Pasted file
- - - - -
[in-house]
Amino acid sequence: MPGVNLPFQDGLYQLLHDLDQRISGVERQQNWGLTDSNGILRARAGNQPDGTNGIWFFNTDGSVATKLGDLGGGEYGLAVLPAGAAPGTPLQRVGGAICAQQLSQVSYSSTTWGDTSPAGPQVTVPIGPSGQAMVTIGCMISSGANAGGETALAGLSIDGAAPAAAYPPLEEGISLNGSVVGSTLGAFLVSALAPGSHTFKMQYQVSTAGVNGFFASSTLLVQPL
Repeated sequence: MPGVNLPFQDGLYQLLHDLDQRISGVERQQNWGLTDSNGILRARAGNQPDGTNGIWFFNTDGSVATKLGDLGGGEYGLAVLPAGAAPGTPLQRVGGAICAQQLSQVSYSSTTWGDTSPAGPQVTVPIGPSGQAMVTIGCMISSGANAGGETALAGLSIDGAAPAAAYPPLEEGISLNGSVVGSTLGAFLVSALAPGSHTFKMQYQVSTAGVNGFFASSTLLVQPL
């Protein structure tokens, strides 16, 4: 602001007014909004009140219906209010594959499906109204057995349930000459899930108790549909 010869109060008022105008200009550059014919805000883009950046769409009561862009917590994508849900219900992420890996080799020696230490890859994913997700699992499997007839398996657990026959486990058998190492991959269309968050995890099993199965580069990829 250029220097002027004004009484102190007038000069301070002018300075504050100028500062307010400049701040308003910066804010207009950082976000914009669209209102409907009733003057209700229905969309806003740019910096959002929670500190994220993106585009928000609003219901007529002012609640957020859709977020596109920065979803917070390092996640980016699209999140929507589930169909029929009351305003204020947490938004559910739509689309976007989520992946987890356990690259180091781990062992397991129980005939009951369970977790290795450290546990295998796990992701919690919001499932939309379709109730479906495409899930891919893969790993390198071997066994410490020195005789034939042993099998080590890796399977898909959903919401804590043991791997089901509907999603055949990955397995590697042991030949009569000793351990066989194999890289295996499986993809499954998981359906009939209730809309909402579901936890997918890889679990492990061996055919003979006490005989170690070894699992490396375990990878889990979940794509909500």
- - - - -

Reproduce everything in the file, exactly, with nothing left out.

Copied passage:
[in-house]
Amino acid sequence: MPGVNLPFQDGLYQLLHDLDQRISGVERQQNWGLTDSNGILRARAGNQPDGTNGIWFFNTDGSVATKLGDLGGGEYGLAVLPAGAAPGTPLQRVGGAICAQQLSQVSYSSTTWGDTSPAGPQVTVPIGPSGQAMVTIGCMISSGANAGGETALAGLSIDGAAPAAAYPPLEEGISLNGSVVGSTLGAFLVSALAPGSHTFKMQYQVSTAGVNGFFASSTLLVQPL
Repeated sequence: MPGVNLPFQDGLYQLLHDLDQRISGVERQQNWGLTDSNGILRARAGNQPDGTNGIWFFNTDGSVATKLGDLGGGEYGLAVLPAGAAPGTPLQRVGGAICAQQLSQVSYSSTTWGDTSPAGPQVTVPIGPSGQAMVTIGCMISSGANAGGETALAGLSIDGAAPAAAYPPLEEGISLNGSVVGSTLGAFLVSALAPGSHTFKMQYQVSTAGVNGFFASSTLLVQPL
């Protein structure tokens, strides 16, 4: 602001007014909004009140219906209010594959499906109204057995349930000459899930108790549909 010869109060008022105008200009550059014919805000883009950046769409009561862009917590994508849900219900992420890996080799020696230490890859994913997700699992499997007839398996657990026959486990058998190492991959269309968050995890099993199965580069990829 250029220097002027004004009484102190007038000069301070002018300075504050100028500062307010400049701040308003910066804010207009950082976000914009669209209102409907009733003057209700229905969309806003740019910096959002929670500190994220993106585009928000609003219901007529002012609640957020859709977020596109920065979803917070390092996640980016699209999140929507589930169909029929009351305003204020947490938004559910739509689309976007989520992946987890356990690259180091781990062992397991129980005939009951369970977790290795450290546990295998796990992701919690919001499932939309379709109730479906495409899930891919893969790993390198071997066994410490020195005789034939042993099998080590890796399977898909959903919401804590043991791997089901509907999603055949990955397995590697042991030949009569000793351990066989194999890289295996499986993809499954998981359906009939209730809309909402579901936890997918890889679990492990061996055919003979006490005989170690070894699992490396375990990878889990979940794509909500």